Looking at the mounting positions for the lathe, there are three inline, two at the headstock and one at the tailstock end. I am not convinced the base of the carriage and headstock are perfectly flat as It is quite easy to wobble the lathe. This appears to be only partly due to the thickness of the top of the stand. My intension in the near future, is to look at ways in which to modify the mounts and add something more robust to the top of the stands.
|Thread: Stephensons Valve Gear|
Many thanks to all who have posted such informative and helpful responses on this topic.
It has certainly given me plenty of help and steered me in the right direction.
I am building a 3 1/2" loco to a LBSC design. As a novice I have to do a lot of research to find out appropriate materials for constructing the loco ,as the drawings supplied by Reeves, have no reference to materials.
I am about to start work on the Stevensons valve gear and would appreciate some guidance regarding materials selection or the best reference books to help.
|Thread: WM 280V lathe with inverter drive advice|
I have the WM250VF. I had an electrical issue from the start which with the help of Warco was easily fixed.
The lathe is acceptable for the price and origin! I don't tend to do heavy cuts as the machine will struggle. It's useful having auto crossfeed although I did once forget to remove an Allen key that locked the carriage and bent one of the crosslide adjusters. I have DRO fitted which does limit the tailstock travel and gets in the way of the cross slide locking bolt. Well worth the limitations though.
I purchased the stands which I regret. The lathe never feels rigid and the slightest offset will result in vibration. This may be as a result of fitting feet rather than bolting the stand to the floor. One day I may try to change to bolting it down.
If you do a lot of screw cutting, I would consider a model with a gear head.
|Thread: At last - no more chattering when parting off!|
Should have a health warning prior to the clip.
I find it amusing when buying goods with cash when the sales assistant cannot work out change without the use of the electronic til or calculator. It would seem that mental arithmetic is beyond them. Is this a sign of being lazy or poor basic education? How would they have got on with pounds, shillings and pence?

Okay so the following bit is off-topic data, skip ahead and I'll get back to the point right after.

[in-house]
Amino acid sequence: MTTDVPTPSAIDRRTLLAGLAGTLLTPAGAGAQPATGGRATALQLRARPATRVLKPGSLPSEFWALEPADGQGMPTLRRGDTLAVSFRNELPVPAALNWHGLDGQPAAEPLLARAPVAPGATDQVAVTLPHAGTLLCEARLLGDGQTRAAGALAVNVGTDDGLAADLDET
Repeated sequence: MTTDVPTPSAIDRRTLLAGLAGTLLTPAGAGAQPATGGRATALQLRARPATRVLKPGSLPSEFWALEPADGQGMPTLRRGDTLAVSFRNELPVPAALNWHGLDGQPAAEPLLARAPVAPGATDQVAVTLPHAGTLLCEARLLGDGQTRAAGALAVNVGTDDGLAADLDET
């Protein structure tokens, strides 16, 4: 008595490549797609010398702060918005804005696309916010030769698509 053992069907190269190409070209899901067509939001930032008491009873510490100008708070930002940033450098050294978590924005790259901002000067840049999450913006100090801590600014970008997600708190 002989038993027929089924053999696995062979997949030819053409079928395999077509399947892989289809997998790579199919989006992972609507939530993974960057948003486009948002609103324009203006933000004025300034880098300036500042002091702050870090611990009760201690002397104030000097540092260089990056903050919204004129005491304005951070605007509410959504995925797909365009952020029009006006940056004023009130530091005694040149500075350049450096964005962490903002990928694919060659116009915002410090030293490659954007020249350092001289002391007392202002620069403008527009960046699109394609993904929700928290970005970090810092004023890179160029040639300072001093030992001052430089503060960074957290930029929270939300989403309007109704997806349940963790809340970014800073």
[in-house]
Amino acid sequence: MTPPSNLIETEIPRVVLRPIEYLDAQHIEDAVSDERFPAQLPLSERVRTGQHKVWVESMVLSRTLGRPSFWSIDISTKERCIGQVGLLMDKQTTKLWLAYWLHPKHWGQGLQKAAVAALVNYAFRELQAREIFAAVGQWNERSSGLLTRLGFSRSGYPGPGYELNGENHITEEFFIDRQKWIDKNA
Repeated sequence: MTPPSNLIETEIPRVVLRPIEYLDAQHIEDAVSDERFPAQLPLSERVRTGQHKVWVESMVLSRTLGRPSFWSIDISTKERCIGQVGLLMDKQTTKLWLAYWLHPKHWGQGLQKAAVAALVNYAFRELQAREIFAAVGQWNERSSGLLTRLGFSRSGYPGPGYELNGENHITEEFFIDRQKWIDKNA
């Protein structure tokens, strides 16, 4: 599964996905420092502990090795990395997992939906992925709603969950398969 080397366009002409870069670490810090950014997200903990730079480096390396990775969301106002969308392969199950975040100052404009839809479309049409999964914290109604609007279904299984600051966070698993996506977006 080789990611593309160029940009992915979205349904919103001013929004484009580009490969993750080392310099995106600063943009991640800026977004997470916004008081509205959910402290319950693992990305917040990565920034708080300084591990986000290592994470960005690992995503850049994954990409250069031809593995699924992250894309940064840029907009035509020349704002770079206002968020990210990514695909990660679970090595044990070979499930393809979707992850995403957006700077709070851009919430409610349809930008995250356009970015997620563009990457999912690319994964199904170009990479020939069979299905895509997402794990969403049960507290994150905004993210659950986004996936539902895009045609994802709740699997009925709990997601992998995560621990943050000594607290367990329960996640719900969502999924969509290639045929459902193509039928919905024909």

I remember at infant school we had to recite our times tables every day, and had mental arithmetic tests every Friday afternoon. A good grounding in my opinion.
As for units of measurement, I prefer base 12 to base 10. Might be because I like to work with fractions. Half of ½ is ¼ etc.
To sum up this country, in my town you can find direction signs for pedestrians that make me laugh. Any distance less than a mile is in metres and any distance above a mile is in miles.
|Thread: Hints and tips for cutting small(ish) male threads with a die|
I recently had a similar problem trying to cut M3 and 5BA threads with a die. I used the tailstock barrel to butt the holder up to the work as I have done many times. The resulting threads were way off and binned.
The problem seemed to be with the 3 jaw chuck and the material not running concentrically.
I turned part of a length of ¼" bar to 3mm diameter in the same chuck and then cut perfect threads.
Serves me right for being lazy and not fitting my collet chuck!
|Thread: Tracy Tools|
I could say the same for a number of companies. Ordered a set of cast wheels form A J Reeves about 12.00 on Thursday and they arrived the following day by 10.00am.
Speed of delivery depends very much on the postage you pay.